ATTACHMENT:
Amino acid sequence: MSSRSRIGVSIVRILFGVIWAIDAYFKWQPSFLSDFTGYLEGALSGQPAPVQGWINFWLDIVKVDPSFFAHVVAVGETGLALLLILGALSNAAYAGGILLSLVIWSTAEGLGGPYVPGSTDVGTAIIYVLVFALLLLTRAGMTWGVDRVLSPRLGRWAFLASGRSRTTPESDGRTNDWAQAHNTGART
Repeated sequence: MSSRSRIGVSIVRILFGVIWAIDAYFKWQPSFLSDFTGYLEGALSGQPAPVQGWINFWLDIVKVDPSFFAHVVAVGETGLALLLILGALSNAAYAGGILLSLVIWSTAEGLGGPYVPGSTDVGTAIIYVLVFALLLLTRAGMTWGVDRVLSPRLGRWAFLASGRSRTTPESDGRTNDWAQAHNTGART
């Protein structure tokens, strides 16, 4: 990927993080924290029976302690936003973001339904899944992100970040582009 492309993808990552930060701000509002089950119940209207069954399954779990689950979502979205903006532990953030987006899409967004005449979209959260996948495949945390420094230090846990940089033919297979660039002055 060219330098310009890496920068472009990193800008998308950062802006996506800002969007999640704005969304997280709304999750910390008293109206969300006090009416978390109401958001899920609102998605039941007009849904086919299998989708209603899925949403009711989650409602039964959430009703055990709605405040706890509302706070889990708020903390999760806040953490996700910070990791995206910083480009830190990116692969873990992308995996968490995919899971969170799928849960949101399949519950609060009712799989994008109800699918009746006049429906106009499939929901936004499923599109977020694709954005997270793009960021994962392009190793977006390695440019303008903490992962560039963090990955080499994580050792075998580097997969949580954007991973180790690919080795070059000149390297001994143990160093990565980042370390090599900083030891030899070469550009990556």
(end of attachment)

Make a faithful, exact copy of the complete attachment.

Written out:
Amino acid sequence: MSSRSRIGVSIVRILFGVIWAIDAYFKWQPSFLSDFTGYLEGALSGQPAPVQGWINFWLDIVKVDPSFFAHVVAVGETGLALLLILGALSNAAYAGGILLSLVIWSTAEGLGGPYVPGSTDVGTAIIYVLVFALLLLTRAGMTWGVDRVLSPRLGRWAFLASGRSRTTPESDGRTNDWAQAHNTGART
Repeated sequence: MSSRSRIGVSIVRILFGVIWAIDAYFKWQPSFLSDFTGYLEGALSGQPAPVQGWINFWLDIVKVDPSFFAHVVAVGETGLALLLILGALSNAAYAGGILLSLVIWSTAEGLGGPYVPGSTDVGTAIIYVLVFALLLLTRAGMTWGVDRVLSPRLGRWAFLASGRSRTTPESDGRTNDWAQAHNTGART
């Protein structure tokens, strides 16, 4: 990927993080924290029976302690936003973001339904899944992100970040582009 492309993808990552930060701000509002089950119940209207069954399954779990689950979502979205903006532990953030987006899409967004005449979209959260996948495949945390420094230090846990940089033919297979660039002055 060219330098310009890496920068472009990193800008998308950062802006996506800002969007999640704005969304997280709304999750910390008293109206969300006090009416978390109401958001899920609102998605039941007009849904086919299998989708209603899925949403009711989650409602039964959430009703055990709605405040706890509302706070889990708020903390999760806040953490996700910070990791995206910083480009830190990116692969873990992308995996968490995919899971969170799928849960949101399949519950609060009712799989994008109800699918009746006049429906106009499939929901936004499923599109977020694709954005997270793009960021994962392009190793977006390695440019303008903490992962560039963090990955080499994580050792075998580097997969949580954007991973180790690919080795070059000149390297001994143990160093990565980042370390090599900083030891030899070469550009990556």